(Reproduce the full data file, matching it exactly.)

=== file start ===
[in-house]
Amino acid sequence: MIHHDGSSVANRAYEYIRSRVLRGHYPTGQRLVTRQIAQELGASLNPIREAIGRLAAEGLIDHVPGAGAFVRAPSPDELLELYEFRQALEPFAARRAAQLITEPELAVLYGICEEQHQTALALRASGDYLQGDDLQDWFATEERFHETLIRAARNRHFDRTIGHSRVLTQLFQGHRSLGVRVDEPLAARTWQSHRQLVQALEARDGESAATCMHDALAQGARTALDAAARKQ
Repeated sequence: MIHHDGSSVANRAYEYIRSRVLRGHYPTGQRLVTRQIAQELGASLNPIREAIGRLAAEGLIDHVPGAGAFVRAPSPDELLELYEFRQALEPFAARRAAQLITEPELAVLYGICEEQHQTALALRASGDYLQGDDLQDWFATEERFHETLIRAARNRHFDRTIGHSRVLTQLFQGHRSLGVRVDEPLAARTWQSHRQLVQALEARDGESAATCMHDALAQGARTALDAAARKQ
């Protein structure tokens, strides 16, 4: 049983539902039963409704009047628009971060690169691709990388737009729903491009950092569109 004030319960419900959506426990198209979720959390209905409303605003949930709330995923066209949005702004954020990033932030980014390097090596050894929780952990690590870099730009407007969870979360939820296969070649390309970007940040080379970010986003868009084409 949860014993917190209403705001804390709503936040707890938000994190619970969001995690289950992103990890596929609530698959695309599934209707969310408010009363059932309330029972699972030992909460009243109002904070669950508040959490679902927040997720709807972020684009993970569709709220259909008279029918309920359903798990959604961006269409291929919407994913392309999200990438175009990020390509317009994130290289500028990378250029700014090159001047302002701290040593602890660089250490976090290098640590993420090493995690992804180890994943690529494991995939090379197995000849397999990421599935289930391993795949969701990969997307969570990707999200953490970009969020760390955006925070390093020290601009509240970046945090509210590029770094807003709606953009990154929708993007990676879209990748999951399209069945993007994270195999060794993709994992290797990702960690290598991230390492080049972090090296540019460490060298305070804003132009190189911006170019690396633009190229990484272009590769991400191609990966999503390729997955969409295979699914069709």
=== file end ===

[in-house]
Amino acid sequence: MIHHDGSSVANRAYEYIRSRVLRGHYPTGQRLVTRQIAQELGASLNPIREAIGRLAAEGLIDHVPGAGAFVRAPSPDELLELYEFRQALEPFAARRAAQLITEPELAVLYGICEEQHQTALALRASGDYLQGDDLQDWFATEERFHETLIRAARNRHFDRTIGHSRVLTQLFQGHRSLGVRVDEPLAARTWQSHRQLVQALEARDGESAATCMHDALAQGARTALDAAARKQ
Repeated sequence: MIHHDGSSVANRAYEYIRSRVLRGHYPTGQRLVTRQIAQELGASLNPIREAIGRLAAEGLIDHVPGAGAFVRAPSPDELLELYEFRQALEPFAARRAAQLITEPELAVLYGICEEQHQTALALRASGDYLQGDDLQDWFATEERFHETLIRAARNRHFDRTIGHSRVLTQLFQGHRSLGVRVDEPLAARTWQSHRQLVQALEARDGESAATCMHDALAQGARTALDAAARKQ
């Protein structure tokens, strides 16, 4: 049983539902039963409704009047628009971060690169691709990388737009729903491009950092569109 004030319960419900959506426990198209979720959390209905409303605003949930709330995923066209949005702004954020990033932030980014390097090596050894929780952990690590870099730009407007969870979360939820296969070649390309970007940040080379970010986003868009084409 949860014993917190209403705001804390709503936040707890938000994190619970969001995690289950992103990890596929609530698959695309599934209707969310408010009363059932309330029972699972030992909460009243109002904070669950508040959490679902927040997720709807972020684009993970569709709220259909008279029918309920359903798990959604961006269409291929919407994913392309999200990438175009990020390509317009994130290289500028990378250029700014090159001047302002701290040593602890660089250490976090290098640590993420090493995690992804180890994943690529494991995939090379197995000849397999990421599935289930391993795949969701990969997307969570990707999200953490970009969020760390955006925070390093020290601009509240970046945090509210590029770094807003709606953009990154929708993007990676879209990748999951399209069945993007994270195999060794993709994992290797990702960690290598991230390492080049972090090296540019460490060298305070804003132009190189911006170019690396633009190229990484272009590769991400191609990966999503390729997955969409295979699914069709």